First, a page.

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What is an Isa?

ISAs Explained

Victoria Russell
Written by  Victoria Russell
5 min read
Updated: 12 Apr 2024

Unsure what an ISA is and how they work? Our guide outlines the different types of ISA and explains the key things you need to know

Introduction to ISAs

When it comes to saving money, the UK offers a unique opportunity through Individual Savings Accounts (ISAs). These accounts are not just any ordinary savings platforms; they come with a delightful tax-free status on interest earnings.

There are two main types of ISA, a cash ISA or a stocks and shares ISA, each catering to different financial needs and risk appetites. A cash ISA is akin to a regular savings account, providing a secure place for your money to grow interest-free.

On the other hand, a stocks and shares ISA offers a potentially higher return by investing in various assets, though this comes with the risk of value fluctuation.

The cherry on top? The UK government allows for tax-free savings up to £20,000 per tax year.

How ISAs work

ISAs stand out from the crowd by offering tax-free benefits that are not available with standard savings accounts. You can open an ISA with a plethora of UK providers, including banks and investment firms.

The tax year, starting on April 6, is your window to save or invest up to £20,000, which can be distributed across different types of ISAs.

What's more, as of the 2024-25 you're now free to open as many stocks and shares ISAs, cash ISAs or innovative finance ISAs as you like over the course of the tax year, provided you stay within the £20,000 annual subscription limit.

While cash ISAs accumulate interest without the taxman's cut, stocks and shares ISAs might come with fees and the inherent risks of investing.

If you're looking to switch things up, you can transfer existing ISAs to new accounts and still keep the tax-free benefits intact.

Man and woman chatting

Different types of ISA accounts

Cash ISA

  • A haven for your savings with a tax-free umbrella for up to £20,000 each year

  • Choose between fixed-rate or instant access options

  • Open to anyone aged 18 or older

  • The main draw: security and tax-free interest

Stocks and shares ISA

  • A tax-efficient investment account

  • Save or invest up to £20,000 tax-free annually

  • Your money plays the stock market game

  • May include annual fees

  • Available from age 18

  • The main draw: the potential for higher returns, albeit with investment risks

Lifetime ISA

  • Tailored for saving towards your first home or retirement

  • Save up to £4,000 a year with a 25% government bonus

  • For individuals aged 18 to 39

  • The main draw: government bonus for significant life events, with penalties for non-qualifying withdrawals

Junior ISA

  • A nest egg for those under 18

  • Save up to £9,000 a year tax-free

  • Can be in cash or stocks and shares form

  • Parents take the helm, but the child reaps the rewards at 18

  • The main draw: tax-free growth and instilling a savings culture in children

Eligibility for ISAs

To dive into the world of ISAs, you must be a UK resident. And you need to be 18 or over to open a cash ISA or stocks and shares ISA, too.

You must also be 18 or over to open a Lifetime ISA, with eligibility capped at 39.

For the youngsters, Junior ISAs are an option, provided they're under 18 and have a parent or guardian to set it up.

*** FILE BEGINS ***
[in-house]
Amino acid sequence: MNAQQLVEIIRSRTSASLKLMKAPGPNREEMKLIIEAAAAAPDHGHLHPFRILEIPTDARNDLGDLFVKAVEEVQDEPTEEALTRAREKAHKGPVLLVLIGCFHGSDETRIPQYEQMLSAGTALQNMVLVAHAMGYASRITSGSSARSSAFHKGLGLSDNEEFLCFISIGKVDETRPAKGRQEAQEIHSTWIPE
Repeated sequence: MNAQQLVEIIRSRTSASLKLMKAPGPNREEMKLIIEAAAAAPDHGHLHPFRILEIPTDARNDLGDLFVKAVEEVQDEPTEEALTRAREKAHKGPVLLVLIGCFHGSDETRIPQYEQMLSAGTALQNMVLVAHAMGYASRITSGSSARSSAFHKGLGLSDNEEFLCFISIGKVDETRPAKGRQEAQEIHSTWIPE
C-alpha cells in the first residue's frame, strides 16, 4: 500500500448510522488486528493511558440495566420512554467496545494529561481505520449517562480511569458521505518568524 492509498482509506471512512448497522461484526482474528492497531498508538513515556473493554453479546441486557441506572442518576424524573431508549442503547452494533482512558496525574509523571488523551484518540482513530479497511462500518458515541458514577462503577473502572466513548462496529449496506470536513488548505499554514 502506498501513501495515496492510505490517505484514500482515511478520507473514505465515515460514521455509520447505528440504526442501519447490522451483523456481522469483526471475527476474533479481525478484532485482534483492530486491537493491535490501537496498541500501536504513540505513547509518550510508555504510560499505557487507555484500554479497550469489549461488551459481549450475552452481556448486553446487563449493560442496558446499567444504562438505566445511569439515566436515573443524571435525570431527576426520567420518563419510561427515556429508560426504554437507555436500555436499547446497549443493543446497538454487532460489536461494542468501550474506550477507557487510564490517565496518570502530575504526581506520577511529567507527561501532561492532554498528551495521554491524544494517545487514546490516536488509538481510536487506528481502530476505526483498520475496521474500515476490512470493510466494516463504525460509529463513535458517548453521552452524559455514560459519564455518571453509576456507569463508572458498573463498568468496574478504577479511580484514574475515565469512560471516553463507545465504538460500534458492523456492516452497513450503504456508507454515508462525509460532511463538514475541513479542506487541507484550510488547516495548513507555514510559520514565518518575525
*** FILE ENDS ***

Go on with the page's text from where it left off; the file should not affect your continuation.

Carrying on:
ISA allowance as of April 2024

Each person over 18 gets an ISA allowance of £20,000 per tax year. It's important not to confuse this with the personal savings allowance or PSA, as this is entirely separate.

The PSA is a government-set threshold for tax-free interest earnings outside of ISAs, with limits based on your tax rate. Crucially, interest earned in an ISA doesn't eat into your PSA.

Number of ISAs allowed as of April 2024

As of April 2024, the ISA rules have changed. You can now open as many new stocks and shares ISAs, cash ISAs or innovative finance ISAs as you like in any tax year, as long as you stay within the £20,000 annual subscription limit.

Transferring ISAs can be a strategic move and doesn't affect your annual limit.

ISA rules as April 2024 at a glance

  • Save or invest up to £20,000 tax-free each year across multiple ISAs

  • You can now open as many stocks and shares ISAs, cash ISAs or innovative finance ISAs as you like during the tax year

  • Transfer existing ISAs to keep the tax-free status

  • ISA savings are not part of your personal savings allowance

  • Partial transfers are now allowed and you don't need to reapply for ISAs you already hold if the account has been dormant for one tax year

ISA transfers

Moving to a new cash ISA? Use a transfer form from the provider to keep the tax benefits. Make sure your current account is transfer-friendly.

Our guide to transferring an ISA provides a detailed roadmap for the process.

Alternatives to ISAs

  • Fixed-rate bonds offer higher rates for fixed-term savings but watch out for early withdrawal fees

  • Easy-access accounts provide flexibility but may have lower rates. Keep an eye on bonus rates and their expiry dates

  • High-interest current accounts can be lucrative, but they often come with strings attached, like minimum deposits or balance caps

Additional guides

We have a range of guides with more information about savings accounts and ISAs, including:

Comparing ISAs with MoneySuperMarket

Before you choose a new ISA account it’s important to shop around and compare the different types of ISA on offer and the potential returns they offer.

MoneySuperMarket can help with your search as we list ISA accounts from a range of leading UK providers.

You can compare rates – see if they’re fixed or variable rates – or if they include a bonus rate. Once you’ve made your choice you can simply click through to the provider to start with the opening of your new ISA.

Compare ISAs